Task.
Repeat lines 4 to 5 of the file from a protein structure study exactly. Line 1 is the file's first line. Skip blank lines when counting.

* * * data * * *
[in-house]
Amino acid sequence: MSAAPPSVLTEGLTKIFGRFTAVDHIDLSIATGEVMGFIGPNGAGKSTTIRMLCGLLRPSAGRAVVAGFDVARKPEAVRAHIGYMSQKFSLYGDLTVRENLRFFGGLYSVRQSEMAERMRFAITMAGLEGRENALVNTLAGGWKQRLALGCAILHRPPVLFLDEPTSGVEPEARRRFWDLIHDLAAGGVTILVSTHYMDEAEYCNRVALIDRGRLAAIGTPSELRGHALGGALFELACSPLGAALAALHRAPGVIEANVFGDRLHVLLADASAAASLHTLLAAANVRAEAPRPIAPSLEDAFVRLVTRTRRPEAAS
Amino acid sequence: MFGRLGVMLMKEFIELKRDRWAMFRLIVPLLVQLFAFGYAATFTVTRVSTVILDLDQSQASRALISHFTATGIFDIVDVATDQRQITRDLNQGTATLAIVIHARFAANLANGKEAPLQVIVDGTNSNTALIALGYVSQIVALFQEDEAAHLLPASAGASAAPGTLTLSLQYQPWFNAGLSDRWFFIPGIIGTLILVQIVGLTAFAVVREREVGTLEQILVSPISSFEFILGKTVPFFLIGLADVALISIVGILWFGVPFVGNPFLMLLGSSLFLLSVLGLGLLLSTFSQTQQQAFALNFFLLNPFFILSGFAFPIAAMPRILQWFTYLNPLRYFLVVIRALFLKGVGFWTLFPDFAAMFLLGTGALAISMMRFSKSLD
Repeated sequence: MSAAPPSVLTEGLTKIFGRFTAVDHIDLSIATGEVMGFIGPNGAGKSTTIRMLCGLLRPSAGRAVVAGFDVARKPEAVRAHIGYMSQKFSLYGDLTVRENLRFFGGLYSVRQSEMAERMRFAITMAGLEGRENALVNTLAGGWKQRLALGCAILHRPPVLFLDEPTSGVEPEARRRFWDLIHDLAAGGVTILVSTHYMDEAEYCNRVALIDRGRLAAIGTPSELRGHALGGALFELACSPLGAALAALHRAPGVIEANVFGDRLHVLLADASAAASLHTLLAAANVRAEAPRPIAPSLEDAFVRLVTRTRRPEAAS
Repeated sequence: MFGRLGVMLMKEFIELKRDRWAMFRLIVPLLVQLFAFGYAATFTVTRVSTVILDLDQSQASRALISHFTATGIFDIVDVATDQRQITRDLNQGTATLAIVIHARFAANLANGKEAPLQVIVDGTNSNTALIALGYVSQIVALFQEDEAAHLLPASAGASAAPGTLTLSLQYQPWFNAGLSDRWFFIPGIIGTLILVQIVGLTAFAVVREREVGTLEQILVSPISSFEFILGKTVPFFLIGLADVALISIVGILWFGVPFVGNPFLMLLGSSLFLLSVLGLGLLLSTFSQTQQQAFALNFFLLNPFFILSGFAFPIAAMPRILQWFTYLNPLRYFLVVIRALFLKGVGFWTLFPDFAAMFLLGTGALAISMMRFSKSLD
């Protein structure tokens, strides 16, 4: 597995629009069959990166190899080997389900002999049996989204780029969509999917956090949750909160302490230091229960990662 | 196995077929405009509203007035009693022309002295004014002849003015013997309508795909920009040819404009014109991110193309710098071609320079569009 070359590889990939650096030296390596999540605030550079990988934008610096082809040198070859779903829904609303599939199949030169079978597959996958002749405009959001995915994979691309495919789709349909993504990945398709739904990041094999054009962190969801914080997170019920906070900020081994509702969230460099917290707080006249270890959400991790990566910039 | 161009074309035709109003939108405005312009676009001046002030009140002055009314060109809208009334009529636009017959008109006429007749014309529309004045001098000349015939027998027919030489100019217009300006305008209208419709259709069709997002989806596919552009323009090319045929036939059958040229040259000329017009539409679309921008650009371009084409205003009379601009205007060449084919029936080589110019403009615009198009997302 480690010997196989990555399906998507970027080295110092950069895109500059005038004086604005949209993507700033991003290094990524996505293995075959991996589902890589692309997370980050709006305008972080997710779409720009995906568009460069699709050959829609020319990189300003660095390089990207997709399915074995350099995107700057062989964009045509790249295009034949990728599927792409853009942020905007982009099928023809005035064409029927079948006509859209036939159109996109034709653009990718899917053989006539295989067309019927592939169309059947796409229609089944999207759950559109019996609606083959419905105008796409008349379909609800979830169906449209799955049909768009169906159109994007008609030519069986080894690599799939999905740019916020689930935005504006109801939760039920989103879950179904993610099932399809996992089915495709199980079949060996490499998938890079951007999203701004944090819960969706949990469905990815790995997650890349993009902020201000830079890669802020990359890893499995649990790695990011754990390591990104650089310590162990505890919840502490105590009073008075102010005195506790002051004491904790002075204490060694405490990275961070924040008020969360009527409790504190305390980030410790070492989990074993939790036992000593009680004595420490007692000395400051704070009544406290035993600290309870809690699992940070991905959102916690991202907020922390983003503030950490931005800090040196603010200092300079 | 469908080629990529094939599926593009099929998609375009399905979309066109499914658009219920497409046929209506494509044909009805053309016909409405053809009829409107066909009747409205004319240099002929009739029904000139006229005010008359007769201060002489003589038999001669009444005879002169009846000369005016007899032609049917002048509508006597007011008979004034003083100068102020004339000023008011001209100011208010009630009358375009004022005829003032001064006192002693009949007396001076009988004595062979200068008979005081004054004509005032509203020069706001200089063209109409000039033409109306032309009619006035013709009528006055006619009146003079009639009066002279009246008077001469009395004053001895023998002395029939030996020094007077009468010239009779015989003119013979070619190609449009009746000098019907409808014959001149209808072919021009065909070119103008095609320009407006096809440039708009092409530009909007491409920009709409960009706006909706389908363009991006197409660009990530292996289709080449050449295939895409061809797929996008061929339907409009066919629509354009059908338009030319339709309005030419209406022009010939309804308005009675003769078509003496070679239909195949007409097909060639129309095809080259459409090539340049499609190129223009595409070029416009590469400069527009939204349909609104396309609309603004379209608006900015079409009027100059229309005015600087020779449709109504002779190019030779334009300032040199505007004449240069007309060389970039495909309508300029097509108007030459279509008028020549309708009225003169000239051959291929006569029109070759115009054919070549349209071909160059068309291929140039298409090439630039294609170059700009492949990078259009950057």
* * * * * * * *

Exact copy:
Repeated sequence: MSAAPPSVLTEGLTKIFGRFTAVDHIDLSIATGEVMGFIGPNGAGKSTTIRMLCGLLRPSAGRAVVAGFDVARKPEAVRAHIGYMSQKFSLYGDLTVRENLRFFGGLYSVRQSEMAERMRFAITMAGLEGRENALVNTLAGGWKQRLALGCAILHRPPVLFLDEPTSGVEPEARRRFWDLIHDLAAGGVTILVSTHYMDEAEYCNRVALIDRGRLAAIGTPSELRGHALGGALFELACSPLGAALAALHRAPGVIEANVFGDRLHVLLADASAAASLHTLLAAANVRAEAPRPIAPSLEDAFVRLVTRTRRPEAAS
Repeated sequence: MFGRLGVMLMKEFIELKRDRWAMFRLIVPLLVQLFAFGYAATFTVTRVSTVILDLDQSQASRALISHFTATGIFDIVDVATDQRQITRDLNQGTATLAIVIHARFAANLANGKEAPLQVIVDGTNSNTALIALGYVSQIVALFQEDEAAHLLPASAGASAAPGTLTLSLQYQPWFNAGLSDRWFFIPGIIGTLILVQIVGLTAFAVVREREVGTLEQILVSPISSFEFILGKTVPFFLIGLADVALISIVGILWFGVPFVGNPFLMLLGSSLFLLSVLGLGLLLSTFSQTQQQAFALNFFLLNPFFILSGFAFPIAAMPRILQWFTYLNPLRYFLVVIRALFLKGVGFWTLFPDFAAMFLLGTGALAISMMRFSKSLD